20. Why might there not be an “increment of risk” created when a debtor repudiates in a unilateral contract such as a simple debt?
In a unilateral contract such as a simple debt, one side (the creditor) has already completely performed. Thus, the consideration centers on the due date of the debt. The risk that has been distributed is whether the debt will be repaid on time. If the debtor repudiates, there is not an alteration of the risk, because non-payment on the due date is the very risk that the contract has distributed to the creditor. Additionally, the liquidity of money makes it easy to obtain elsewhere in order to meet any commitments the creditor may have had on the due date. Thus, there would be no increment of risk associated with the debtor’s repudiation and no requirement to accelerate the due date.
21. Describe how the consideration doctrine requires that a party who is faced with anticipatory repudiation may wait no longer than a commercially reasonable time before bringing an action for damages.
When the repudiating party has made his repudiation final, the aggrieved party may treat the contract as being breached and immediately resort to any remedy allowed by the consideration. The repudiating party would then have the increment of risk brought about by changed market conditions assigned to him. However, the longer the aggrieved party waits before bringing an action, the more the incremental risks continue to add up. If the aggrieved party were allowed to wait longer than a commercially reasonable time, and simply stand on his supposed contractual “right” to performance, then he would be able to shift or assign more risk to the other side than the consideration of the contract would allow. That is to say that the contract’s consideration will not allow an aggrieved party to sit back and wait for the market to become more favorable while the repudiating party bears all the risk that the market might actually become less favorable. If an aggrieved party attempts to trade off his profits against the repudiating party’s damages in this way, then the consideration doctrine requires that the risk of market changes necessarily be shifted to the aggrieved party.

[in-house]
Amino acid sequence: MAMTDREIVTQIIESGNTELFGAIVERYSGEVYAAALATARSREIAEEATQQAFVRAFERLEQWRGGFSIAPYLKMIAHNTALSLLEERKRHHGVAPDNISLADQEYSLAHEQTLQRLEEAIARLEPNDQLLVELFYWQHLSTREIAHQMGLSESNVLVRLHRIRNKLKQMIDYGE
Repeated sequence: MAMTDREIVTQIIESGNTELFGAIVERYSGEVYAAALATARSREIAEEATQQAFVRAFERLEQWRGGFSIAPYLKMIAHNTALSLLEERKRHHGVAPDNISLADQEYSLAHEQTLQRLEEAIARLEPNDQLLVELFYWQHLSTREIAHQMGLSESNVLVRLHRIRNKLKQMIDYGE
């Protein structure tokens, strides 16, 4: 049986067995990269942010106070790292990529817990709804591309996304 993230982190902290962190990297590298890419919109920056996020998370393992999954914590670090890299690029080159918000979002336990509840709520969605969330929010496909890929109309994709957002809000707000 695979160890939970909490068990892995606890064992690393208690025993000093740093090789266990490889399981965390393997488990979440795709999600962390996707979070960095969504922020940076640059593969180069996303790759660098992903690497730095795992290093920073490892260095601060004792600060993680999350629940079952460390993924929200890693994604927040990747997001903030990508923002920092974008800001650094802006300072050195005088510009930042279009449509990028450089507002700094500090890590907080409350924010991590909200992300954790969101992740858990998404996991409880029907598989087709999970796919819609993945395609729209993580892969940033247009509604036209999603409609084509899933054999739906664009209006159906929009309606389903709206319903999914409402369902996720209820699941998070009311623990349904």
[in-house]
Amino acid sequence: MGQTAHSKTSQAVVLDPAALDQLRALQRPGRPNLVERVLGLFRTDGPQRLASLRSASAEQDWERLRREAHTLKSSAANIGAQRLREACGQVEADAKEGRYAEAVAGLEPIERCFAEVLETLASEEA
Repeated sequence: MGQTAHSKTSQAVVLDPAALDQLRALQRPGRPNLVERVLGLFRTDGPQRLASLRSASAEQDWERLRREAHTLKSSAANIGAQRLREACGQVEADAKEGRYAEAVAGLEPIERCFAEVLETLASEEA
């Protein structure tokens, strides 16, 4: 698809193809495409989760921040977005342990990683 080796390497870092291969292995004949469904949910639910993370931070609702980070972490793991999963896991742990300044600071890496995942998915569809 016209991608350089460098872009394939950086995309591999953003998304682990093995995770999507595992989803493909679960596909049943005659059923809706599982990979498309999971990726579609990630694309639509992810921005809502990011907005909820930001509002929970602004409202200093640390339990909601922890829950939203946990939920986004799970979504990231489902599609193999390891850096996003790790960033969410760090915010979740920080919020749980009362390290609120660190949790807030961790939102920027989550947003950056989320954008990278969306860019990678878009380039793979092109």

22. Give an example of how an aggrieved party might actually minimize his losses by continuing to perform after the other party has already made his repudiation final? Could an award of specific performance be useful in this type of case?
In some cases, the contract’s consideration may provide for the continuation of performance by the aggrieved party even though the other party has made his repudiation final. This is best exemplified by a service contract where the service provider’s completed performance would generate new business for the service provider that could not be generated by partial performance. For instance, a painter would miss an opportunity to get new clients if the art gallery who commissioned a painting from him were allowed to repudiate their obligation to buy and display the painting. In such a case, an objective reading of the contract might be said to include the risk of generating new business as central to the contract, especially if the contract price seemed low compared to the market. Thus, if the painter were not allowed to finish the painting, his damages would include any lost profits from clients who would have hired him if they had seen the finished work. An award of specific performance would probably be applicable to this case because the painter would probably be unable to sustain the burden of proof as to lost profits and mere reliance damages would be insufficient because they would only cover the cost of materials. Specific performance would allow the painter to reduce his losses, as well as keep the parties at the negotiating table to continue to negotiate in good faith and allow their consideration to evolve.